I don’t really have any expectations. I’m excited but apprehensive at the same time. I’ll be going to a country that’s very different to Australia. I want to get though the project, and at the end of the day, ultimately help a mum and her kids have a safe and secure place they can call home.
I’m a keen gardener, but I don’t really have any building experience. I can hammer a nail and saw a piece of wood – but this project will be a whole new experience for me.
How are you fundraising for the project – and how can the community help?
I have a link on Habitat’s website: www.habitat.org.au/julieeveristbuild
If people go to that link, they’ll be able to see details about the project, photos of me and my family and my fundraising target. Anyone who donates amounts over $2 receives a tax receipt. There are also links to Habitat’s home page for information about what else they are doing and how a person with interest in volunteering can get on board.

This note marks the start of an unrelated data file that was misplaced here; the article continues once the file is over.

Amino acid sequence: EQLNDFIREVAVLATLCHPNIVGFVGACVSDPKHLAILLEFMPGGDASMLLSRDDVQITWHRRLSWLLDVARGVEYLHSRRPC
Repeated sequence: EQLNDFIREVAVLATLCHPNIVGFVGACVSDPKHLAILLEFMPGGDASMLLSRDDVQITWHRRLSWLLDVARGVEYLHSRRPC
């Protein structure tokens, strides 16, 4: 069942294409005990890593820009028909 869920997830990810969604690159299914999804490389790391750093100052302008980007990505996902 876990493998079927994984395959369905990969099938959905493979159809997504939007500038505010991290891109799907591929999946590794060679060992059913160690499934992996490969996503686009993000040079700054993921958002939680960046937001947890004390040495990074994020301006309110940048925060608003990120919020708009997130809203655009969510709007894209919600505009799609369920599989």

I’m organising a fundraising event on July 7 at Bluewater Bar and Restaurant that will be by invitation (for catering purposes). People attending will pay a set price for a ticket, part of which will be receipted as their donation, with the rest going towards the cost of the function. If you would like to come along, please drop Julie an email to email@example.com
Thanks Julie – and good luck with the build!
Interview by Jo Atkins.
This story was published in issue 79 Greater Port Macquarie Focus